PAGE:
Genachowski Addresses Incentive Auctions and Unlicensed Spectrum
January 11, 2012. Federal Communications Commission (FCC) Chairman Julius Genachowski gave a speech at the Consumer Electronics Show (CES) in Las Vegas in which he addressed legislation to give the FCC incentive auction authority.
An incentive auction would provide for the sharing of spectrum auction proceeds with the licensees who voluntarily relinquish that spectrum. It would provide a financial incentive for television broadcasters and other licensees to relinquish some of their spectrum.
While there is broad support for the concept, there are many hotly debated issues regarding how to structure a regime for incentive auctions, as well as related matters. Genachowski engaged in legislative advocacy, and criticized components of some pending bills.
There are bills in both the House and Senate. One bill is drafted and backed by House Commerce Committee (HCC) Republicans. Another is drafted and backed by HCC Democrats. A third is a Senate Commerce Committee (SCC) bill. There are others.
Republicans hold a majority in the House, and the HCC. On December 1, 2011, the HCC's Subcommittee on Communications and Technology approved, over opposition from some Democrats, a discussion draft [113 pages in PDF] of the "Jumpstarting Opportunity with Broadband Spectrum Act of 2011" or "JOBS Act of 2011". This bill would create incentive auction authority. See, story titled "House Communications Subcommittee Approves Spectrum Bill" in TLJ Daily E-Mail Alert No. 2,317, December 1, 2011, for summaries of, and hyperlinks to, amendments approved at that meeting.
See also, story titled "House Commerce Committee Democrats Seek Delay of Spectrum Bill Mark Up" in TLJ Daily E-Mail Alert No. 2,316, November 30, 2011. In addition, this discussion draft was included as Title IV of HR 3630, which the House passed on December 13, 2011. However, this spectrum bill has not been enacted into law.
The HCC Democrats have a competing spectrum bill, HR 3509 [LOC | WW], the "Wireless Innovation and Public Safety Act of 2011".
HCC Republicans and Democrats diverge on several issues, including allowing the FCC to allocate for unlicensed use spectrum that is currently held by TV broadcasters, and that would be acquired pursuant to incentive auction authority.
Democrats hold a majority in the Senate, and the SCC. On June 8, 2011, the SCC approved, over opposition from some Republicans, its bill, S 911 [LOC | WW], the "Strengthening Public-safety and Enhancing Communications Through Reform, Utilization, and Modernization Act" or "SPECTRUM Act". (The Library of Congress has not yet published a copy of the bill as amended.)
Genachowski praised the SCC bill, praised components of the House Democrats' bill, and criticized components of the House Republicans' bill.
It was a political speech in which Genachowski departed from the idealized notion that the FCC is an expert, independent and non-political agency that merely implements the statutory directives of the Congress. He publicly took sides in an ongoing legislative debate.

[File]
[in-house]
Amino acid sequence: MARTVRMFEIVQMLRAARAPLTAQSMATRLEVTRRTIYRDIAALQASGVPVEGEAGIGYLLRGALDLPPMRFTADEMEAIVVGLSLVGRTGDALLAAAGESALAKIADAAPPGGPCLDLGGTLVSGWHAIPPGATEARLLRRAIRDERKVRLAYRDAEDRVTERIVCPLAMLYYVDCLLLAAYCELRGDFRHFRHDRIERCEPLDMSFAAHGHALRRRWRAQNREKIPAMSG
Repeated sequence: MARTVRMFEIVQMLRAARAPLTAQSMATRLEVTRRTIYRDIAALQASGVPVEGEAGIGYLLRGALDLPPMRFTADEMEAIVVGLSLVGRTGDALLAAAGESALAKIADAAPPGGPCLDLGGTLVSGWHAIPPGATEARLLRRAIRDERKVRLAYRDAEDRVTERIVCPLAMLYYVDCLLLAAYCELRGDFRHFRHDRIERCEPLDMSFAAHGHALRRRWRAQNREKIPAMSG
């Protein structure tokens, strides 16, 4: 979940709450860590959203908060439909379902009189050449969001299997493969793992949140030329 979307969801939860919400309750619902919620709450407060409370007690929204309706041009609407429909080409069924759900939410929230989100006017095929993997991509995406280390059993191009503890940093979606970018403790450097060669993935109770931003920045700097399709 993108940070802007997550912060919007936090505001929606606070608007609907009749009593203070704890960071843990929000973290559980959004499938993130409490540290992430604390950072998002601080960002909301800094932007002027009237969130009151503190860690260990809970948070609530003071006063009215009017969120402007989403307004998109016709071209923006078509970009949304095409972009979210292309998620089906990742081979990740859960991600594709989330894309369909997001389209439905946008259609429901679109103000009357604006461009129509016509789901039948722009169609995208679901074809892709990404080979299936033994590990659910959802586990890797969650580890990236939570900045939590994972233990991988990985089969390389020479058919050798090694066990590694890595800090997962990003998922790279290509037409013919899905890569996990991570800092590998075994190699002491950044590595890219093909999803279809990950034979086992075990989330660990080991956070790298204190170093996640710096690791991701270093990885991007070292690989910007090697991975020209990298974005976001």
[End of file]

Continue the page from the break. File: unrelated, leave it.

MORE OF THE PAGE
Genachowski said that "the incentive auction concept needs to become law now".
He said the the SCC passed its bill "in a manner that would give the FCC sufficient flexibility to conduct incentive auctions in a way that would generate massive value. And the Senate Commerce bill also provided essential funding to fulfill a vital 9/11 Commission recommendation that we build an interoperable mobile broadband network for first responders."
All three bills would provide for an interoperable mobile broadband network for first responders. They differ in the details.
Genachowski continued that "the sticking points are proposals that would pre-empt the FCC's open, fact-based process and predetermine spectrum allocation and auction design in an unprecedented manner. One proposal would prohibit the FCC from allocating any recovered spectrum to innovative unlicensed use; another would eliminate traditional FCC tools for setting terms for participation in auctions."
He argued that Congressional legislation should not "prejudge or micromanage FCC auction design and band plans".
Genachowski offered an idealized vision of the FCC. He argued that such legislation "preempts an expert agency process that's fact-based, data-driven and informed". He asserted that the FCC possesses "technical expertise", and makes decisions "based on the evidence, on an open record", and in a timely manner.
Genachowski continued in his Las Vegas speech that "the proposal to prevent the FCC from designating any new spectrum for unlicensed use risks suppressing major innovation of the sort that gave us Wi-Fi."
He said that "Wi-Fi as an unlicensed innovation has gone from something that wireless carriers opposed and that wireless devices didnít accommodate, to something that wireless carriers embrace as indispensible to their networks; and indeed, in a reversal from the norm for mobile phones where cellular networks have been the default and Wi-Fi the option, tablets today have Wi-Fi as the default and cellular networks as the option. We shouldn't ignore the lessons of history and close the door to consideration of new wireless platforms for innovation."
Genachowski also associated himself with a January 9 letter on this subject signed by four Senators. See, related story in this issue titled "Four Senators Advocate Use of Incentive Auction Process for Allocating Spectrum for Unlicensed Use"
Next, Genachowski addressed his opposition to "the proposal to prohibit the agency from imposing eligibility conditions on auction participants" by quoting extensively from the four Senators' letter.
One counterargument to Genachowski would be that in some previous auctions, FCC imposed eligibility conditions drove off some prospective bidders, and decreased auction revenues.
He also predicted that "Congress will make a decision on incentive auctions by